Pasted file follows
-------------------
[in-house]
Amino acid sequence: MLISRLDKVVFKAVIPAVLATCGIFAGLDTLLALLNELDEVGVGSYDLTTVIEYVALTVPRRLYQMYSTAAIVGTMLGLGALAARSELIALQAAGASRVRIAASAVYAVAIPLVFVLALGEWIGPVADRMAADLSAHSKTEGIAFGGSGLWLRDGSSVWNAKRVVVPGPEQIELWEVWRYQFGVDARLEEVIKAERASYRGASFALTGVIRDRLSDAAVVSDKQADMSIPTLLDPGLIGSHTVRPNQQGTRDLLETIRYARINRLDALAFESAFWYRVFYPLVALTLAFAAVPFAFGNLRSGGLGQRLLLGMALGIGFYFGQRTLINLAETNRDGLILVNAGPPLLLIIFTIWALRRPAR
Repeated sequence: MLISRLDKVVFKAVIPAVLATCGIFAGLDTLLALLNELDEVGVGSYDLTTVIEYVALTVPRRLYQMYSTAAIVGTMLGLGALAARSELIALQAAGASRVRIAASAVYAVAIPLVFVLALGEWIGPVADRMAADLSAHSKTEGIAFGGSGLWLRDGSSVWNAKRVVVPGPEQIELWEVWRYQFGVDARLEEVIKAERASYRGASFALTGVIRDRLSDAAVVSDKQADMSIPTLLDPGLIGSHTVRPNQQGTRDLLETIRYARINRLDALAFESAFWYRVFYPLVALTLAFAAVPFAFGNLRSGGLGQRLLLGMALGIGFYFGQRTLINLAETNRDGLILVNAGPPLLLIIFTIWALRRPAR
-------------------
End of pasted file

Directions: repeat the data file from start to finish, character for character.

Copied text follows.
[in-house]
Amino acid sequence: MLISRLDKVVFKAVIPAVLATCGIFAGLDTLLALLNELDEVGVGSYDLTTVIEYVALTVPRRLYQMYSTAAIVGTMLGLGALAARSELIALQAAGASRVRIAASAVYAVAIPLVFVLALGEWIGPVADRMAADLSAHSKTEGIAFGGSGLWLRDGSSVWNAKRVVVPGPEQIELWEVWRYQFGVDARLEEVIKAERASYRGASFALTGVIRDRLSDAAVVSDKQADMSIPTLLDPGLIGSHTVRPNQQGTRDLLETIRYARINRLDALAFESAFWYRVFYPLVALTLAFAAVPFAFGNLRSGGLGQRLLLGMALGIGFYFGQRTLINLAETNRDGLILVNAGPPLLLIIFTIWALRRPAR
Repeated sequence: MLISRLDKVVFKAVIPAVLATCGIFAGLDTLLALLNELDEVGVGSYDLTTVIEYVALTVPRRLYQMYSTAAIVGTMLGLGALAARSELIALQAAGASRVRIAASAVYAVAIPLVFVLALGEWIGPVADRMAADLSAHSKTEGIAFGGSGLWLRDGSSVWNAKRVVVPGPEQIELWEVWRYQFGVDARLEEVIKAERASYRGASFALTGVIRDRLSDAAVVSDKQADMSIPTLLDPGLIGSHTVRPNQQGTRDLLETIRYARINRLDALAFESAFWYRVFYPLVALTLAFAAVPFAFGNLRSGGLGQRLLLGMALGIGFYFGQRTLINLAETNRDGLILVNAGPPLLLIIFTIWALRRPAR